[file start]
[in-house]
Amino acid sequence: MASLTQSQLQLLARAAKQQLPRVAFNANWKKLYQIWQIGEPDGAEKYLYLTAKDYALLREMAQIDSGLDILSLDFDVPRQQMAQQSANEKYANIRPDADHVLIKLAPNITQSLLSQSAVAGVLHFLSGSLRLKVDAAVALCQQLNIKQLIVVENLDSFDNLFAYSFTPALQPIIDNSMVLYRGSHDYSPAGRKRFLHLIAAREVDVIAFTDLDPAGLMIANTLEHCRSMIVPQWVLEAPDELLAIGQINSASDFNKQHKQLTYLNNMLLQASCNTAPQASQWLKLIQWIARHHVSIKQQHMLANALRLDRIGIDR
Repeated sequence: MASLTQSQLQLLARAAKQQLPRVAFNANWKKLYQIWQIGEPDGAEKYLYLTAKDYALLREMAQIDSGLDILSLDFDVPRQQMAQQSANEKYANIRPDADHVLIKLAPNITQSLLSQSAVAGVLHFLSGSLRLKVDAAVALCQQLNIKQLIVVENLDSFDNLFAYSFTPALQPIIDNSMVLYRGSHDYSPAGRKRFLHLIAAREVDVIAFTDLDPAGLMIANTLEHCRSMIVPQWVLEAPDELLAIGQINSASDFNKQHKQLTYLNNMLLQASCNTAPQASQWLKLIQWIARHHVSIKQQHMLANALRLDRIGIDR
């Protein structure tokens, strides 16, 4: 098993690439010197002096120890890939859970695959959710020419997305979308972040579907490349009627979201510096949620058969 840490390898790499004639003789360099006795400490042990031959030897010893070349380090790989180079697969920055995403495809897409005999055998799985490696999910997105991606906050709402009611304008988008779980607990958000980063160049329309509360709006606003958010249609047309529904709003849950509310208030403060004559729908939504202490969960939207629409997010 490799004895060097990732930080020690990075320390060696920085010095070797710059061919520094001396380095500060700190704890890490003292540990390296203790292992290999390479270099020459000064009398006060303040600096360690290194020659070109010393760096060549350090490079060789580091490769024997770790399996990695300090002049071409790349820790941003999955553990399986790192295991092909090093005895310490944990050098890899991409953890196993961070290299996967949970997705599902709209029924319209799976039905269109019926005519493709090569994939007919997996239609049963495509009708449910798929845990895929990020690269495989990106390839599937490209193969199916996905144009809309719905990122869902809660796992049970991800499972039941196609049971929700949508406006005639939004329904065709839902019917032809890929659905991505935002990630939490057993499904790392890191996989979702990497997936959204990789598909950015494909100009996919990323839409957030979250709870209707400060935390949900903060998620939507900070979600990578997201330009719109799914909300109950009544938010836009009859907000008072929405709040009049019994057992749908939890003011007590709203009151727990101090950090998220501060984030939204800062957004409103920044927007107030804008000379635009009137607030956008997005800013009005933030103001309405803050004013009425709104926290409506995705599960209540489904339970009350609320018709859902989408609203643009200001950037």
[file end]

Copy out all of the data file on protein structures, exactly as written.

[in-house]
Amino acid sequence: MASLTQSQLQLLARAAKQQLPRVAFNANWKKLYQIWQIGEPDGAEKYLYLTAKDYALLREMAQIDSGLDILSLDFDVPRQQMAQQSANEKYANIRPDADHVLIKLAPNITQSLLSQSAVAGVLHFLSGSLRLKVDAAVALCQQLNIKQLIVVENLDSFDNLFAYSFTPALQPIIDNSMVLYRGSHDYSPAGRKRFLHLIAAREVDVIAFTDLDPAGLMIANTLEHCRSMIVPQWVLEAPDELLAIGQINSASDFNKQHKQLTYLNNMLLQASCNTAPQASQWLKLIQWIARHHVSIKQQHMLANALRLDRIGIDR
Repeated sequence: MASLTQSQLQLLARAAKQQLPRVAFNANWKKLYQIWQIGEPDGAEKYLYLTAKDYALLREMAQIDSGLDILSLDFDVPRQQMAQQSANEKYANIRPDADHVLIKLAPNITQSLLSQSAVAGVLHFLSGSLRLKVDAAVALCQQLNIKQLIVVENLDSFDNLFAYSFTPALQPIIDNSMVLYRGSHDYSPAGRKRFLHLIAAREVDVIAFTDLDPAGLMIANTLEHCRSMIVPQWVLEAPDELLAIGQINSASDFNKQHKQLTYLNNMLLQASCNTAPQASQWLKLIQWIARHHVSIKQQHMLANALRLDRIGIDR
């Protein structure tokens, strides 16, 4: 098993690439010197002096120890890939859970695959959710020419997305979308972040579907490349009627979201510096949620058969 840490390898790499004639003789360099006795400490042990031959030897010893070349380090790989180079697969920055995403495809897409005999055998799985490696999910997105991606906050709402009611304008988008779980607990958000980063160049329309509360709006606003958010249609047309529904709003849950509310208030403060004559729908939504202490969960939207629409997010 490799004895060097990732930080020690990075320390060696920085010095070797710059061919520094001396380095500060700190704890890490003292540990390296203790292992290999390479270099020459000064009398006060303040600096360690290194020659070109010393760096060549350090490079060789580091490769024997770790399996990695300090002049071409790349820790941003999955553990399986790192295991092909090093005895310490944990050098890899991409953890196993961070290299996967949970997705599902709209029924319209799976039905269109019926005519493709090569994939007919997996239609049963495509009708449910798929845990895929990020690269495989990106390839599937490209193969199916996905144009809309719905990122869902809660796992049970991800499972039941196609049971929700949508406006005639939004329904065709839902019917032809890929659905991505935002990630939490057993499904790392890191996989979702990497997936959204990789598909950015494909100009996919990323839409957030979250709870209707400060935390949900903060998620939507900070979600990578997201330009719109799914909300109950009544938010836009009859907000008072929405709040009049019994057992749908939890003011007590709203009151727990101090950090998220501060984030939204800062957004409103920044927007107030804008000379635009009137607030956008997005800013009005933030103001309405803050004013009425709104926290409506995705599960209540489904339970009350609320018709859902989408609203643009200001950037």